wed 19/06/2024

Bach St John Passion, Les Arts Florissants, Christie, Barbican review – sombre but engaging | reviews, news & interviews

Bach St John Passion, Les Arts Florissants, Christie, Barbican review – sombre but engaging

Bach St John Passion, Les Arts Florissants, Christie, Barbican review – sombre but engaging

An atmospheric but unfocused reading, elevated by a fine Evangelist

On top form: Les Arts Florissants and William ChristiePhilippe Matsas

William Christie kicked off Passion season in London this year with a particularly sombre reading of the St John.

The veteran conductor brought his French choir and orchestra, Les Arts Florissants, and a line-up of relatively young soloists to the Barbican. They turned out to be variable, but the best of the voices elevated proceedings, as did Christie’s sensitive shaping of the music, the results always lyrical and engaging.

At the risk of labouring tired stereotypes, the performance here sounded more French than German. The orchestral tone was less distinct, quieter and lacking focussed in the counterpoint. Some loose ensemble in the strings also muddied the waters. But Christie was able to find other qualities, conveying well the music’s funereal atmosphere, which he maintained throughout with an air of relaxed nonchalance.

The most prominent figure in the orchestra was lutenist Thomas Dunford, the dominant voice in the continuo section. Dunford sat stage front, next to Evangelist Reinoud Van Mechelen, his instrument projecting well above the ensemble. Every aria, and many recitatives, began with an elaborate flourish, and most ended with a similar roulade across the strings. Some excellent continuo work from the rest of the section too, especially Myriam Rignol in her viola da gamba aria, but the theorbo was always dominant.

Reinoud Van Mechelen Christie led from the keyboard, a modest two-manual harpsichord. His playing was perfunctory, especially in the presence of such a fine continuo section, but for the choruses he rose to conduct the choir, really engaging with the singers and keenly shaping every phrase. The choir, around 20 strong, balanced well with the diminutive tone of the orchestra, but seemed lost in the dull acoustic of the Barbican.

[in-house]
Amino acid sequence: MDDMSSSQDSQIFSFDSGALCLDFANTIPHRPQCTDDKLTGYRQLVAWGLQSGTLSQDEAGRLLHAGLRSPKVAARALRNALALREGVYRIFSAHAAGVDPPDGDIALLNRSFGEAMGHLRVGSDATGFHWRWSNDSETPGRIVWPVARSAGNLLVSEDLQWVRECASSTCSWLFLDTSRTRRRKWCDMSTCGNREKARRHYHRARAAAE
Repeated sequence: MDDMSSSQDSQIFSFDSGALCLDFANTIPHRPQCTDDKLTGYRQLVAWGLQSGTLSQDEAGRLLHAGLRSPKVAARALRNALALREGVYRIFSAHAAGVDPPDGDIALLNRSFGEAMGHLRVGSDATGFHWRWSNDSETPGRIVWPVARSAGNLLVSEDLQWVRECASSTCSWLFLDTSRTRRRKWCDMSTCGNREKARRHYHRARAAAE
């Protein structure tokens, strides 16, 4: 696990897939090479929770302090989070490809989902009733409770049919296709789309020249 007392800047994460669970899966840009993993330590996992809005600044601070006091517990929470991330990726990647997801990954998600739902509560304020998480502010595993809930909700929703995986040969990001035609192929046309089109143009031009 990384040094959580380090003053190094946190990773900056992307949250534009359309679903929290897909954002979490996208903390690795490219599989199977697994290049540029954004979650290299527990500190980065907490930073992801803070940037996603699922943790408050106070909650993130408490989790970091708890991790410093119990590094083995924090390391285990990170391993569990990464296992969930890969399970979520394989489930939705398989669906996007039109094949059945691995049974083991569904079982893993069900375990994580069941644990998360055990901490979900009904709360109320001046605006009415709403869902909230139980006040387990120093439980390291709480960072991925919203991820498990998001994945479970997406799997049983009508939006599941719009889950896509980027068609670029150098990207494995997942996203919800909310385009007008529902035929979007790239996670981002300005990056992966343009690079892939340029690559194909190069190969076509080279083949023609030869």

Among the soloists, the finest performance was from Van Mechelen (pictured right by Senne Van der Ven) as the Evangelist. He has an agile and expressive voice, and well-judged dramatic delivery – that ideal balance between liturgical piety and dramatic engagement. The interplay between Van Mechelen and Dunford was particularly satisfying, with both infusing recitatives with variety and colour. Soprano Rachel Redmond also sang beautifully, her two arias both highlights. Redmond has a light, pure tone, a little lacking in colour but always highly expressive. Alto Jess Dandy and tenor Anthony Gregory were less impressive, both regularly overpowered by the small orchestra. Gregory also lacked precision, his melisma passages losing rhythmic focus. Dandy gave an expressive reading of the tender “Es ist vollbracht!,” but was again overpowered by the accompaniment.

More impressive were the two bass soloists, Alex Rosen in the surprisingly small roll of Jesus and Renato Dolcini in the surprisingly large role of Pilate. The exchanges between the two of them were well-paced and dramatically convincing, with the richness and tonal focus of both voices bringing suitable gravitas to their confrontation.

Christie and his ensemble were on top form in these later scenes, and any feeling of reticence in the earlier sections was now dispensed. The chorale preceding Christ's death, “In meines Herzens Grunde”, was sung a cappella, a nice touch that highlighted the expressive potential of this modestly scaled reading. And the final chorus, too, “Ruht wohl, ihr heiligen Gebeine”, was more suggestive than explicit of the music’s depth. Christie offers Bach without high drama, relying instead on the subtlety of his ensemble and the expressive insights of his soloists. The results here were engaging, if variable, but were significantly elevated by many moments of magic among the solo arias.


Christie offers Bach without high drama, relying instead on the expressive insights of his soloists


Editor Rating: 
Average: 3 (1 vote)

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May I humbly correct some inaccuracies in your very fair review? The chorale "In meines Herzens Grunde" comes before Bach's death. The chorale that follows Jesus'death is with Bass solo, solo cello & orchestra "Jesu, der du warest tot". The alto solo "Es ist vollbracht" is scored for viola da Gamba and continuo joined by the upper strings in the vivace section. The duet for the violas d'amore + continuo is "Erwäge…." for solo tenor.

Many thanks; I have gone in and made those changes on Gavin's behalf. Was amused by the slip that gave us 'Bach' instead of 'Christ'. If only because so many of us do believe that Bach IS God.

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